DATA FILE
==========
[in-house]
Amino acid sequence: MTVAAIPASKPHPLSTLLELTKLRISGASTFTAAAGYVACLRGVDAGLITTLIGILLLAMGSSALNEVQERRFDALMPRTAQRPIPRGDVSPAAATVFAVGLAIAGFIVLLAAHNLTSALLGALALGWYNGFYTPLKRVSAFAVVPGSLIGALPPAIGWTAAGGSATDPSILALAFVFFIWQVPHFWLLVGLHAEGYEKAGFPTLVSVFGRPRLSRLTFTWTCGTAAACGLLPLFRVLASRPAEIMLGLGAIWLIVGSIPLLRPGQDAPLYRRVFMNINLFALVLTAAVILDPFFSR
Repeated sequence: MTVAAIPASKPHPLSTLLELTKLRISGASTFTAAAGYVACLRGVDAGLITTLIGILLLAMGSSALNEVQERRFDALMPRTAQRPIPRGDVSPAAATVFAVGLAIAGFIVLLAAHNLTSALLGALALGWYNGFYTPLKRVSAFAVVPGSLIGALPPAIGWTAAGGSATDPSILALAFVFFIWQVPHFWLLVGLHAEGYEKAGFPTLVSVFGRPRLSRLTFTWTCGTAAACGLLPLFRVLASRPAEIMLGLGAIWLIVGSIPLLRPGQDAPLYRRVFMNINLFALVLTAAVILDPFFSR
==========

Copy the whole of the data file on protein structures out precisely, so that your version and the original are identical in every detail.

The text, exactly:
[in-house]
Amino acid sequence: MTVAAIPASKPHPLSTLLELTKLRISGASTFTAAAGYVACLRGVDAGLITTLIGILLLAMGSSALNEVQERRFDALMPRTAQRPIPRGDVSPAAATVFAVGLAIAGFIVLLAAHNLTSALLGALALGWYNGFYTPLKRVSAFAVVPGSLIGALPPAIGWTAAGGSATDPSILALAFVFFIWQVPHFWLLVGLHAEGYEKAGFPTLVSVFGRPRLSRLTFTWTCGTAAACGLLPLFRVLASRPAEIMLGLGAIWLIVGSIPLLRPGQDAPLYRRVFMNINLFALVLTAAVILDPFFSR
Repeated sequence: MTVAAIPASKPHPLSTLLELTKLRISGASTFTAAAGYVACLRGVDAGLITTLIGILLLAMGSSALNEVQERRFDALMPRTAQRPIPRGDVSPAAATVFAVGLAIAGFIVLLAAHNLTSALLGALALGWYNGFYTPLKRVSAFAVVPGSLIGALPPAIGWTAAGGSATDPSILALAFVFFIWQVPHFWLLVGLHAEGYEKAGFPTLVSVFGRPRLSRLTFTWTCGTAAACGLLPLFRVLASRPAEIMLGLGAIWLIVGSIPLLRPGQDAPLYRRVFMNINLFALVLTAAVILDPFFSR